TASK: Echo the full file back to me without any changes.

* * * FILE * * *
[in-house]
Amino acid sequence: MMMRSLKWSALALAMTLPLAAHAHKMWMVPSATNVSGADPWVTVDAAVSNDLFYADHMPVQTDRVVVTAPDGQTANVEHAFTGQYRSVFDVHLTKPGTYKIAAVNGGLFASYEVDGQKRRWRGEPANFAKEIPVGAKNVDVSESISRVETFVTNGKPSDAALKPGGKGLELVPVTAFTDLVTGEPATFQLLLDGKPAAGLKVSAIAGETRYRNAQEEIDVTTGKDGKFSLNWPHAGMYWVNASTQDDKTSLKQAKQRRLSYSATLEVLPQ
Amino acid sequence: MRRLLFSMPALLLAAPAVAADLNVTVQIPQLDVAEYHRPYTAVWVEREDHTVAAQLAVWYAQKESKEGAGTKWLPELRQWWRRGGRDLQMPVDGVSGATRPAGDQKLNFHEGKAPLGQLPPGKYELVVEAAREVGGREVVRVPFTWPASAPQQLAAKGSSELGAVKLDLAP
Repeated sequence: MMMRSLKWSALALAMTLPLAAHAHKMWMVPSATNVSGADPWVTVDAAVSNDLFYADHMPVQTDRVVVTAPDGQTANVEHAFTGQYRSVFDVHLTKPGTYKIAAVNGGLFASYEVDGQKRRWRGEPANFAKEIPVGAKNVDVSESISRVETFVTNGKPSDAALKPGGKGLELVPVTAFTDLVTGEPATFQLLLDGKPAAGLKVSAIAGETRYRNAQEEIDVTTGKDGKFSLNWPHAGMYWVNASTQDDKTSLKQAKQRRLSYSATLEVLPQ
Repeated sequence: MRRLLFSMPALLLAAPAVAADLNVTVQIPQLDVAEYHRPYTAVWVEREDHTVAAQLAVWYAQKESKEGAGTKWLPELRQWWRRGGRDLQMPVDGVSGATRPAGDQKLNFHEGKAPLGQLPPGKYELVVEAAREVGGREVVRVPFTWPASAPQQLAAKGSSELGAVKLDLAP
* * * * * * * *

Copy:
[in-house]
Amino acid sequence: MMMRSLKWSALALAMTLPLAAHAHKMWMVPSATNVSGADPWVTVDAAVSNDLFYADHMPVQTDRVVVTAPDGQTANVEHAFTGQYRSVFDVHLTKPGTYKIAAVNGGLFASYEVDGQKRRWRGEPANFAKEIPVGAKNVDVSESISRVETFVTNGKPSDAALKPGGKGLELVPVTAFTDLVTGEPATFQLLLDGKPAAGLKVSAIAGETRYRNAQEEIDVTTGKDGKFSLNWPHAGMYWVNASTQDDKTSLKQAKQRRLSYSATLEVLPQ
Amino acid sequence: MRRLLFSMPALLLAAPAVAADLNVTVQIPQLDVAEYHRPYTAVWVEREDHTVAAQLAVWYAQKESKEGAGTKWLPELRQWWRRGGRDLQMPVDGVSGATRPAGDQKLNFHEGKAPLGQLPPGKYELVVEAAREVGGREVVRVPFTWPASAPQQLAAKGSSELGAVKLDLAP
Repeated sequence: MMMRSLKWSALALAMTLPLAAHAHKMWMVPSATNVSGADPWVTVDAAVSNDLFYADHMPVQTDRVVVTAPDGQTANVEHAFTGQYRSVFDVHLTKPGTYKIAAVNGGLFASYEVDGQKRRWRGEPANFAKEIPVGAKNVDVSESISRVETFVTNGKPSDAALKPGGKGLELVPVTAFTDLVTGEPATFQLLLDGKPAAGLKVSAIAGETRYRNAQEEIDVTTGKDGKFSLNWPHAGMYWVNASTQDDKTSLKQAKQRRLSYSATLEVLPQ
Repeated sequence: MRRLLFSMPALLLAAPAVAADLNVTVQIPQLDVAEYHRPYTAVWVEREDHTVAAQLAVWYAQKESKEGAGTKWLPELRQWWRRGGRDLQMPVDGVSGATRPAGDQKLNFHEGKAPLGQLPPGKYELVVEAAREVGGREVVRVPFTWPASAPQQLAAKGSSELGAVKLDLAP